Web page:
The main theological underpinning of these conferences is, unsurprisingly, replacement theology.

Melanie Philips wrote about her concerns years prior to the first Christ at the Checkpoint conference.

“Andrew White, canon of Coventry cathedral and the Archbishop of Canterbury’s representative in the Middle East, is heavily engaged in trying to promote dialogue and peace between Israelis and Palestinians. He says of attitudes in the Church, ‘These go beyond legitimate criticism of Israel into hatred of the Jews. I get hate mail calling me a Jew-lover and saying my work is evil.’

“The reason, he says, is that Palestinian Christian revisionism has revived replacement theology. ‘This doctrine was key in fanning the flames of the Holocaust, which could not have happened without 2,000 years of anti-Jewish polemic,’ he says. After the Holocaust the Vatican officially buried the doctrine, the current Pope affirming the integrity of the Jewish people and recognising the state of Israel. But, according to Andrew White, the doctrine is ‘still vibrant’ within Roman Catholic and Anglican pews. ‘Almost all the Churches hold to replacement theology,’ he says.”5

Past quotes from the Christ at the Checkpoint website6 reveal the agenda of the conferences:

“Some of the themes of the conference included a biblical critique of dispensational theology and repudiation of an exclusive theology of the land that marginalizes and disenfranchises the indigenous people.”

“Palestinian theologians gave speeches showing how… their rejection of Christian Zionism is based on Christ’s teachings.”

Paul Wilkinson summarized the Christ at the Checkpoint conference(s) in his critique of the 2012 Christ at the Checkpoint conference.7

“I believe that the fundamental issue is this: by revising Middle Eastern history and spiritualising God’s prophetic Word, ‘Christ at the Checkpoint’ speakers are guilty of propagating a theological or spiritual form of anti-Semitism which is damaging the Church, demonizing Israel, and dishonouring the integrity and Name of the God of Abraham, Isaac and Jacob.”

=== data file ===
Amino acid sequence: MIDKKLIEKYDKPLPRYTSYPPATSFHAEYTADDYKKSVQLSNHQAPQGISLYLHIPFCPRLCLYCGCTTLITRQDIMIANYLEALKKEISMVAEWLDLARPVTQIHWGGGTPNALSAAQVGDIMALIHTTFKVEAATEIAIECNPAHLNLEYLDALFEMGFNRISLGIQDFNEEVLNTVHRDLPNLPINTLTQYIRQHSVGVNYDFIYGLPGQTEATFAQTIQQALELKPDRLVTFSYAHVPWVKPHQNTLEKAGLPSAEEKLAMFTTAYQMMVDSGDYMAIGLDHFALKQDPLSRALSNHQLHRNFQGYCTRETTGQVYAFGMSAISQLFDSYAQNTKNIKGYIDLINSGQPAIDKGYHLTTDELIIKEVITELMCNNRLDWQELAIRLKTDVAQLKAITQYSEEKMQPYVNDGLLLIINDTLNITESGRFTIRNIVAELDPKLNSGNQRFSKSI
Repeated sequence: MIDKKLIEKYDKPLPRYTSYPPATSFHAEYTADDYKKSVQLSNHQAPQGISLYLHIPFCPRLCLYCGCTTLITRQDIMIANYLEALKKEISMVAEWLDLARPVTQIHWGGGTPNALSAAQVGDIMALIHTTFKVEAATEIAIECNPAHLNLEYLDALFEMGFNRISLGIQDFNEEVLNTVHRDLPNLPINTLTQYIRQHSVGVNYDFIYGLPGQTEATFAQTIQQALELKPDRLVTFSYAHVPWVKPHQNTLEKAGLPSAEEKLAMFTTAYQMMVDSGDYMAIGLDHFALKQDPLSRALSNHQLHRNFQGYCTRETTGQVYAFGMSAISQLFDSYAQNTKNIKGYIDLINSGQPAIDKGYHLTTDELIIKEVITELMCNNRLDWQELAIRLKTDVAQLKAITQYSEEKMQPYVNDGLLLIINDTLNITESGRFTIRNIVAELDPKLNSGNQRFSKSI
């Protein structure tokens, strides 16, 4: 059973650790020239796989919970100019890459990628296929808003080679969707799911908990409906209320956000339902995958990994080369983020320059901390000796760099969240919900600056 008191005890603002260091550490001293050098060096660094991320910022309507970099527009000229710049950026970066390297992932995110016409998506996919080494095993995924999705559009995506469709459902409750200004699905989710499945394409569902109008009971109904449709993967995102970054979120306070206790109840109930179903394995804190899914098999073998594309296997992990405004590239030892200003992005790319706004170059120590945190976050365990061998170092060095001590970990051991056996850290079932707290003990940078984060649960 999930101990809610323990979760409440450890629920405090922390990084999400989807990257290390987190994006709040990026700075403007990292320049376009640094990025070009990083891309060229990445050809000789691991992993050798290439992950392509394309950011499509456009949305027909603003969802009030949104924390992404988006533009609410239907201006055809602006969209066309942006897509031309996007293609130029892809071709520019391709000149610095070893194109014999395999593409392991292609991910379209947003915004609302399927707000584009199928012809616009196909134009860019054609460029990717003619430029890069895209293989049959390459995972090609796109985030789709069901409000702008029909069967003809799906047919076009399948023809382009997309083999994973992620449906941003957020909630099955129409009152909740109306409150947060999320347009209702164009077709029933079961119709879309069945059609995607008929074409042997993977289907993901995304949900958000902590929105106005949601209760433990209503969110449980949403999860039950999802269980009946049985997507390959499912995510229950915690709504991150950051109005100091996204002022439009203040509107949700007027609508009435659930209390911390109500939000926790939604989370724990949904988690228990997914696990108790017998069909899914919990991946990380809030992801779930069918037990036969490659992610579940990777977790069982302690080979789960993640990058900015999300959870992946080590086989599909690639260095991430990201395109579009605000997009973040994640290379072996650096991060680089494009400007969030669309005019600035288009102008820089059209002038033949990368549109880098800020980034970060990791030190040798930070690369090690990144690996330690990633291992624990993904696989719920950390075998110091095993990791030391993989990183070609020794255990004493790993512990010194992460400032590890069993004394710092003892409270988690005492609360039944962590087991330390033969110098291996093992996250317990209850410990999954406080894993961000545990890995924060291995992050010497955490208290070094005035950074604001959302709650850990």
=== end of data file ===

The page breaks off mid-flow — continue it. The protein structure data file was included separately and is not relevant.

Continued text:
Some of the past speakers do not embrace replacement theology. But, their presence at these conferences helps promote this insidious doctrine.

I develop in the article in this issue, Anti-Semitism and Bible Prophecy, the role that anti-Semitism plays in end time prophetic events. It doesn’t surprise me that we are seeing an increase in anti-Semitism in the U.S. and throughout the world. What is disappointing is to see the evangelical world more and more embrace anti-Semitism and, more amazing, see independent Baptist churches embrace anti-Semitism. What a blight these churches and individuals are on the name of Jesus.


1. Julie Zauzmer, How anti-Semitic beliefs have taken hold among some evangelical Christians, August 22, 2019, The Washington Post
2. Brian Schrauger, The Resurrection of Christian Antisemitism, June 18, 2020, Jerusalem Post
3. Rabbi James A. Rudin, Israel for Christians, Fortress Press, pg. 125-26
4. Michael J. Vlach, Has the Church Replaced Israel?, B & H Publishers, pages 5-6.
5. Melanie Philips, Christians Who Hate the Jews: Palestinian Christian revisionism has revived Replacement Theology, March 22, 2002
6. The Christ at the Checkpoint website was changed this year, 2020, and no longer has past conferences. Dr. Michael Brown, who is pro-Israel and anit-replacement theology, spoke at the 2018 conference. His critique of the conference in the following website is valuable – https://onenewsnow.com/perspectives/michael-brown/2018/06/01/what-i-learned-at-christ-at-the-checkpoint
7. Paul Wilkinson, A Response to the Second ‘Christ at the Checkpoint’ Conference in Bethlehem, March 5-9, 2012